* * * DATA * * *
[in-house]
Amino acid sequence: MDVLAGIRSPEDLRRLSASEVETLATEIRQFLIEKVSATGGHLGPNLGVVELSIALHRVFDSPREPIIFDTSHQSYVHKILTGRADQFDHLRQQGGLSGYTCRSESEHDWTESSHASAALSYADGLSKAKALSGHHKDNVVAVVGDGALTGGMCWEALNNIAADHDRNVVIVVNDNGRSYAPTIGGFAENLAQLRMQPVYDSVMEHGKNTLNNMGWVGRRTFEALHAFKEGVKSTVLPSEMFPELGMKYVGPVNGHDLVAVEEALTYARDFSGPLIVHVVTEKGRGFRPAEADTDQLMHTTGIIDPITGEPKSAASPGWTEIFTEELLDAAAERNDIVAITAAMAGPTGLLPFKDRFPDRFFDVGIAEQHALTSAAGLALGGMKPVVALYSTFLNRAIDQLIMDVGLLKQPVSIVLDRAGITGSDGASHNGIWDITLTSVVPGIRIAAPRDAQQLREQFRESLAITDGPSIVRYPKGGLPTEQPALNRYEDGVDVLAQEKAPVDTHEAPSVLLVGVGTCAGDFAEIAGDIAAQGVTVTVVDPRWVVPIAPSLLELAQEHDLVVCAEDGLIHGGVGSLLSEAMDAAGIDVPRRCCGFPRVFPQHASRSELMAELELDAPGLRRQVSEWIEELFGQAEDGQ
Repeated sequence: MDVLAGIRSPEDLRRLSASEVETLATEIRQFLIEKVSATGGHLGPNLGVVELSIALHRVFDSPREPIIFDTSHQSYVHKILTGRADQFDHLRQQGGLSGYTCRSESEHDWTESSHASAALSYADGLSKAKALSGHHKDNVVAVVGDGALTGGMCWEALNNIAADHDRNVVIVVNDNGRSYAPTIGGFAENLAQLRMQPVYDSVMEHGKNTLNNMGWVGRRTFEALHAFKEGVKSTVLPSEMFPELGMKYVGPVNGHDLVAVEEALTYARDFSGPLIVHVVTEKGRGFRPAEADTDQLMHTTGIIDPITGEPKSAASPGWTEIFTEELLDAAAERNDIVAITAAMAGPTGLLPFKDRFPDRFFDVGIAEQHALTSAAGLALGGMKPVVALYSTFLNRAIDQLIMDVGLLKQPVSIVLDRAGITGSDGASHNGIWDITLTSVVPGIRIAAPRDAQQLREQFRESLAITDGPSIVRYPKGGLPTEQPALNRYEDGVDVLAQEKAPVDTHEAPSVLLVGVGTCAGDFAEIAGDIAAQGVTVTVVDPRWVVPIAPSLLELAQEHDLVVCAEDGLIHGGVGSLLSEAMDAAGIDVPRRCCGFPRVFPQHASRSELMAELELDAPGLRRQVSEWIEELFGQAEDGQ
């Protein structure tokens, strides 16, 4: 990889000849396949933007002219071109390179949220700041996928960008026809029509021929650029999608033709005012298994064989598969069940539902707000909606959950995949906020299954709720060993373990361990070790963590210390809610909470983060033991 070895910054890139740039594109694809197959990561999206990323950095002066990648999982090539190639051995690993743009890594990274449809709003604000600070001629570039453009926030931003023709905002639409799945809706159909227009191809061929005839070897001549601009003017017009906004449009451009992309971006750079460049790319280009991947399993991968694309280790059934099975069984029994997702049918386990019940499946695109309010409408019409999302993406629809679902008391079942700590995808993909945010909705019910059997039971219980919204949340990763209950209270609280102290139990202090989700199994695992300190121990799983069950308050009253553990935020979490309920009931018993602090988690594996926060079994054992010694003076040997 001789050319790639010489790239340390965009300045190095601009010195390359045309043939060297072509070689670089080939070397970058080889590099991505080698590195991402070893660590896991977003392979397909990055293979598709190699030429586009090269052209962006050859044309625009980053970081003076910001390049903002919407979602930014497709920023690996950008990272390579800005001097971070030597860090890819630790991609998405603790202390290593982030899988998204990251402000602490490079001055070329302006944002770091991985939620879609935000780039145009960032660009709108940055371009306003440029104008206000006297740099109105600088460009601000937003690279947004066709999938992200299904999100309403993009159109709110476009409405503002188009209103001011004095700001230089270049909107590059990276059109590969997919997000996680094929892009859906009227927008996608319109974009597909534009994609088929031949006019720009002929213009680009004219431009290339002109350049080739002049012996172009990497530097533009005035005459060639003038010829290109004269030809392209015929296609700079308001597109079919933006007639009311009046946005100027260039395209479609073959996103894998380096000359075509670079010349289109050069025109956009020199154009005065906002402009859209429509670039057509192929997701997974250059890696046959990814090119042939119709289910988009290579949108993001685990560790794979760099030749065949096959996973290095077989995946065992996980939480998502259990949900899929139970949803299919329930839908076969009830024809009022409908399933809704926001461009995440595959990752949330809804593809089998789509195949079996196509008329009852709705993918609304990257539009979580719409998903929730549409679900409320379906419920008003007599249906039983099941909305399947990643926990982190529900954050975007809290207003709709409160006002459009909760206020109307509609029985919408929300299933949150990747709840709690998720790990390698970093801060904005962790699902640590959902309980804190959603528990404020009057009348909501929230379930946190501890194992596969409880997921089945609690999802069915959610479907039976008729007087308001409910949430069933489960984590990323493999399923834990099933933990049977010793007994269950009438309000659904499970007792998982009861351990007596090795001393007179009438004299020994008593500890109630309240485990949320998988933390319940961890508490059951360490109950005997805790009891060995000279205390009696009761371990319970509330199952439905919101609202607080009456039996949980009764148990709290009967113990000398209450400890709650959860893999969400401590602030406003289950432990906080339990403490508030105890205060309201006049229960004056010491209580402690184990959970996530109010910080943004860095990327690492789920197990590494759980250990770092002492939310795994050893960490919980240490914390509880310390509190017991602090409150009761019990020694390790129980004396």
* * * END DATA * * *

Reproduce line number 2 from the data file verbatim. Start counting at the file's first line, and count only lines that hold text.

Amino acid sequence: MDVLAGIRSPEDLRRLSASEVETLATEIRQFLIEKVSATGGHLGPNLGVVELSIALHRVFDSPREPIIFDTSHQSYVHKILTGRADQFDHLRQQGGLSGYTCRSESEHDWTESSHASAALSYADGLSKAKALSGHHKDNVVAVVGDGALTGGMCWEALNNIAADHDRNVVIVVNDNGRSYAPTIGGFAENLAQLRMQPVYDSVMEHGKNTLNNMGWVGRRTFEALHAFKEGVKSTVLPSEMFPELGMKYVGPVNGHDLVAVEEALTYARDFSGPLIVHVVTEKGRGFRPAEADTDQLMHTTGIIDPITGEPKSAASPGWTEIFTEELLDAAAERNDIVAITAAMAGPTGLLPFKDRFPDRFFDVGIAEQHALTSAAGLALGGMKPVVALYSTFLNRAIDQLIMDVGLLKQPVSIVLDRAGITGSDGASHNGIWDITLTSVVPGIRIAAPRDAQQLREQFRESLAITDGPSIVRYPKGGLPTEQPALNRYEDGVDVLAQEKAPVDTHEAPSVLLVGVGTCAGDFAEIAGDIAAQGVTVTVVDPRWVVPIAPSLLELAQEHDLVVCAEDGLIHGGVGSLLSEAMDAAGIDVPRRCCGFPRVFPQHASRSELMAELELDAPGLRRQVSEWIEELFGQAEDGQ